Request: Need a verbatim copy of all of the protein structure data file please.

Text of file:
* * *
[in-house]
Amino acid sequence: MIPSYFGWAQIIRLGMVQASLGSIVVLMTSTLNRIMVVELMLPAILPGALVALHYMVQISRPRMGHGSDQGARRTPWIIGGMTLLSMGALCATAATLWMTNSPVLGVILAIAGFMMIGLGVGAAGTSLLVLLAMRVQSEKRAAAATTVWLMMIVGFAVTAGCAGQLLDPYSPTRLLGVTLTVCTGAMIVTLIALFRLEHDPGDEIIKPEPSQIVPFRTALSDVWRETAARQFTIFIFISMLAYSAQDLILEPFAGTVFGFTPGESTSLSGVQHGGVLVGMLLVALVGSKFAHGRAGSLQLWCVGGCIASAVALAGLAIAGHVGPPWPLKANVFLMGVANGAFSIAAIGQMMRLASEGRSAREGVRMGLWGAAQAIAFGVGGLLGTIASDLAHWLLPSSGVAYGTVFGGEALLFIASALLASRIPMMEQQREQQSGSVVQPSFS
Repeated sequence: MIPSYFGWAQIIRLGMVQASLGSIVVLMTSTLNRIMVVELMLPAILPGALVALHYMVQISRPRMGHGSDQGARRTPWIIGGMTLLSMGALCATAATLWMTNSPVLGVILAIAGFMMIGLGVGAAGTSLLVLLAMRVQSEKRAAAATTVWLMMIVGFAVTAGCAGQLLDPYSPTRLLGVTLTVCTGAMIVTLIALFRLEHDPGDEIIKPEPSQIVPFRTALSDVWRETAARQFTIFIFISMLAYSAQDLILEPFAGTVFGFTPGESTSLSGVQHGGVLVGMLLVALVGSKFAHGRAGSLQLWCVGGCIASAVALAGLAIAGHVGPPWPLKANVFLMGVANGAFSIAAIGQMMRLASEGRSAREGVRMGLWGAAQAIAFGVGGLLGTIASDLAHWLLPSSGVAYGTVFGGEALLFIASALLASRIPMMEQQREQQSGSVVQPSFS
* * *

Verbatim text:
[in-house]
Amino acid sequence: MIPSYFGWAQIIRLGMVQASLGSIVVLMTSTLNRIMVVELMLPAILPGALVALHYMVQISRPRMGHGSDQGARRTPWIIGGMTLLSMGALCATAATLWMTNSPVLGVILAIAGFMMIGLGVGAAGTSLLVLLAMRVQSEKRAAAATTVWLMMIVGFAVTAGCAGQLLDPYSPTRLLGVTLTVCTGAMIVTLIALFRLEHDPGDEIIKPEPSQIVPFRTALSDVWRETAARQFTIFIFISMLAYSAQDLILEPFAGTVFGFTPGESTSLSGVQHGGVLVGMLLVALVGSKFAHGRAGSLQLWCVGGCIASAVALAGLAIAGHVGPPWPLKANVFLMGVANGAFSIAAIGQMMRLASEGRSAREGVRMGLWGAAQAIAFGVGGLLGTIASDLAHWLLPSSGVAYGTVFGGEALLFIASALLASRIPMMEQQREQQSGSVVQPSFS
Repeated sequence: MIPSYFGWAQIIRLGMVQASLGSIVVLMTSTLNRIMVVELMLPAILPGALVALHYMVQISRPRMGHGSDQGARRTPWIIGGMTLLSMGALCATAATLWMTNSPVLGVILAIAGFMMIGLGVGAAGTSLLVLLAMRVQSEKRAAAATTVWLMMIVGFAVTAGCAGQLLDPYSPTRLLGVTLTVCTGAMIVTLIALFRLEHDPGDEIIKPEPSQIVPFRTALSDVWRETAARQFTIFIFISMLAYSAQDLILEPFAGTVFGFTPGESTSLSGVQHGGVLVGMLLVALVGSKFAHGRAGSLQLWCVGGCIASAVALAGLAIAGHVGPPWPLKANVFLMGVANGAFSIAAIGQMMRLASEGRSAREGVRMGLWGAAQAIAFGVGGLLGTIASDLAHWLLPSSGVAYGTVFGGEALLFIASALLASRIPMMEQQREQQSGSVVQPSFS